Although PKI has a mature technology community, organizations considering deploying or expanding use of PKI should look for the following vendor criteria:

  • Companies offering cyber security products and services should be certified according to ISO 27001 and ISO 27002 for information security management and quality systems. In addition, ISO 9001 certification suggests a supplier that supports ensuring long term quality and efficiency.
  • Product certifications such as Common Criteria adds additional reassurance of product security and quality to ensure that critical infrastructure and IT services are maintained in all modes, even during an IT attack.
  • Finally, knowing that the product is already installed in several customers installations with audited systems assures that the product can operate in a controlled way within a real-world customer environment.

Get help with PKI and signing in support of NIS compliance

For more information on how PrimeKey can help your organization successfully deliver PKI and signing in support of NIS compliance, fill in your contact information below and we will get in touch with you.

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Penalties for non-compliance

All organizations defined as requiring NIS compliance must also report security incidents and threats. A breach of the NIS regulation and failure to report an incident can result in a financial penalty imposed by the local government regulator. The fines for non-reporting vary greatly between nations. Germany can fine organizations up to 50,000 euros, the Netherlands up to 5 million euros and the UK up to 17 million pounds – for a NIS failure that could have led to loss of life. However, the reputational damage inflicted on an OES that has been deemed to lack adequate security control can have significantly larger ramifications on brand and customer trust.

Each member state has a duty to enact NIS within corresponding local legislation. As of April 2019, 11 out of the 27 EU nations have met this mandate. However, it is expected that another six will have complete transposition into local law by the end of 2019. Across all localized versions of the directive, there are four major strategic requirements that regulated OES must comply with:

  • Managing security risk through appropriate organizational structures, policies and processes in place to understand, assess and systematically manage security risks to the network and information systems supporting essential services
  • The continual use of proportionate security measures that are in place to protect essential services and systems from cyber attacks
  • Capabilities to ensure security defenses remain effective and to detect cybersecurity events affecting, or with the potential to affect, essential services.

Capabilities to minimize the impacts of a cybersecurity incident on the delivery of essential services including the restoration of those services where necessary.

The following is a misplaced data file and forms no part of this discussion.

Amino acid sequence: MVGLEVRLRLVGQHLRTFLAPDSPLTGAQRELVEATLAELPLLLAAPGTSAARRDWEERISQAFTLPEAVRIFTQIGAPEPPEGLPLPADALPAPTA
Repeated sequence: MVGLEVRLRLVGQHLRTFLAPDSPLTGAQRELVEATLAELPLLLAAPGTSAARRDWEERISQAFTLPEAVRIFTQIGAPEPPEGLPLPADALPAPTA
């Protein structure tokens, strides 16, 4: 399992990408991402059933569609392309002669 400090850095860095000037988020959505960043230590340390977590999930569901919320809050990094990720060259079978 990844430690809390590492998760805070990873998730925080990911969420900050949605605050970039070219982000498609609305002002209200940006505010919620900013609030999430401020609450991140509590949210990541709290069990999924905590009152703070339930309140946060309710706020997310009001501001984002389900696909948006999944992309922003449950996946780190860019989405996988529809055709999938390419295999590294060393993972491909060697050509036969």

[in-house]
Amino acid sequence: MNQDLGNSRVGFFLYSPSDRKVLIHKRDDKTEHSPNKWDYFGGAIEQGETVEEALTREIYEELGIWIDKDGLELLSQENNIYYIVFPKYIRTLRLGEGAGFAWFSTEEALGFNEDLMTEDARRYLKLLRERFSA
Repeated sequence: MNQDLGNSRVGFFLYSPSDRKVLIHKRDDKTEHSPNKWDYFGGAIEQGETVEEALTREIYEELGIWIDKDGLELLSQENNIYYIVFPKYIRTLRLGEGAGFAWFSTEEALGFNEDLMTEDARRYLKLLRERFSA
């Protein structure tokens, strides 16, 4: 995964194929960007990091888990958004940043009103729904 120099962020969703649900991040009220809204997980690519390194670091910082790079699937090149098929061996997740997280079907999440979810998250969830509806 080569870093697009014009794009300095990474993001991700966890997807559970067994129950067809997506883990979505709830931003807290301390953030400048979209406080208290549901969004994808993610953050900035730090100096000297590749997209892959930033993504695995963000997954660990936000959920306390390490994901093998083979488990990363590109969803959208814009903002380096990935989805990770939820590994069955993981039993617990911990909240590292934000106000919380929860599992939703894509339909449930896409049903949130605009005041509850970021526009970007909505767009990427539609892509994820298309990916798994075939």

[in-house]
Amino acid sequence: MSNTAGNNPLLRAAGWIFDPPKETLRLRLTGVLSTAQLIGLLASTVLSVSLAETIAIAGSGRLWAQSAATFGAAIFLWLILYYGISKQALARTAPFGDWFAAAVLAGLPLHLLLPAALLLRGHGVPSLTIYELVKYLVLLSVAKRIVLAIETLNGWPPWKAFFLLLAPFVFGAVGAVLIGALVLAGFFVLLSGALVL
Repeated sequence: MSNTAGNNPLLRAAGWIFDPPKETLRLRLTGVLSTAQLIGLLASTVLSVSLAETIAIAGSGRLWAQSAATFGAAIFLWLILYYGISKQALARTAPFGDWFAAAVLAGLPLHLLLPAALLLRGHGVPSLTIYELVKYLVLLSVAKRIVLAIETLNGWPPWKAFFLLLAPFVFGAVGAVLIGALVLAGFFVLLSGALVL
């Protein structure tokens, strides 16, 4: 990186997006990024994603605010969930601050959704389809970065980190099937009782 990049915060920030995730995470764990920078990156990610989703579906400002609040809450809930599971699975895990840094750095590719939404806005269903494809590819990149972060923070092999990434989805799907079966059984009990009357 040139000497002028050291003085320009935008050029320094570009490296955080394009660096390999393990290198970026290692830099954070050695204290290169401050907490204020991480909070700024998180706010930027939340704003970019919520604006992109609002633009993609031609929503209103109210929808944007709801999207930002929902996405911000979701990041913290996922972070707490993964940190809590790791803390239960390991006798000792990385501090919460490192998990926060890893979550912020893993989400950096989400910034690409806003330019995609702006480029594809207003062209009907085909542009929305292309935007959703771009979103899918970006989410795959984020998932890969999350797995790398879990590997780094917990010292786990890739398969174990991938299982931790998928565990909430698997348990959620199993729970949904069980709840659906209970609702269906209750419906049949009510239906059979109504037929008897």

Critical controls

To meet these core criteria, every NIS compliant organization understands, documents, and controls access to systems and functions supporting the delivery of essential services. Users (or automated functions) that can access data or services should be appropriately verified, authenticated, and authorized.

In addition, users, devices, and systems should be appropriately authenticated and authorized before access to data or services is granted. For highly privileged access, NIS indicates that it might be appropriate to include approaches such as two-factor or hardware authentication. Unauthorized individuals should be prevented from accessing data or services at all points within the system. This includes system users without the appropriate permissions, unauthorized individuals attempting to interact with any online service presentation, or individuals with unauthorized access to user devices.

Administrative and technical solutions

For organizations to meet the obligations of NIS, the task can be separated into administrative and technical measures. Administrative measures are implemented through the accordance of security standards like ISO/IEC 27001 Information Security Management System (ISMS). These are supported by administrative actions and risk management measures including ongoing user training, security audits and ethical hacking to ensure security competency and to improve organization’s level of cyber readiness from both business and regulatory perspectives.

Technical solutions include the implementation and continuous development of cyber situational awareness solutions such as SIEM (Security Incident and Event Management), secure identity confirmation tools, and data communications security solutions. Only a combination of administrative and technical measures is enough to comply with the NIS authoritative requirements.

Our most popular products

EJBCA Enterprise

EJBCA® Enterprise is a powerful and flexible Certificate Authority and a complete PKI (Public Key Infrastructure) Management System.

EJBCA Appliance

PrimeKey EJBCA Appliance offers the most cost-efficient, easy and secure way to deploy an enterprise PKI system.

SignServer Enterprise

Server-side digital signatures give maximum control and security, allowing your staff and applications to conveniently sign code and documents.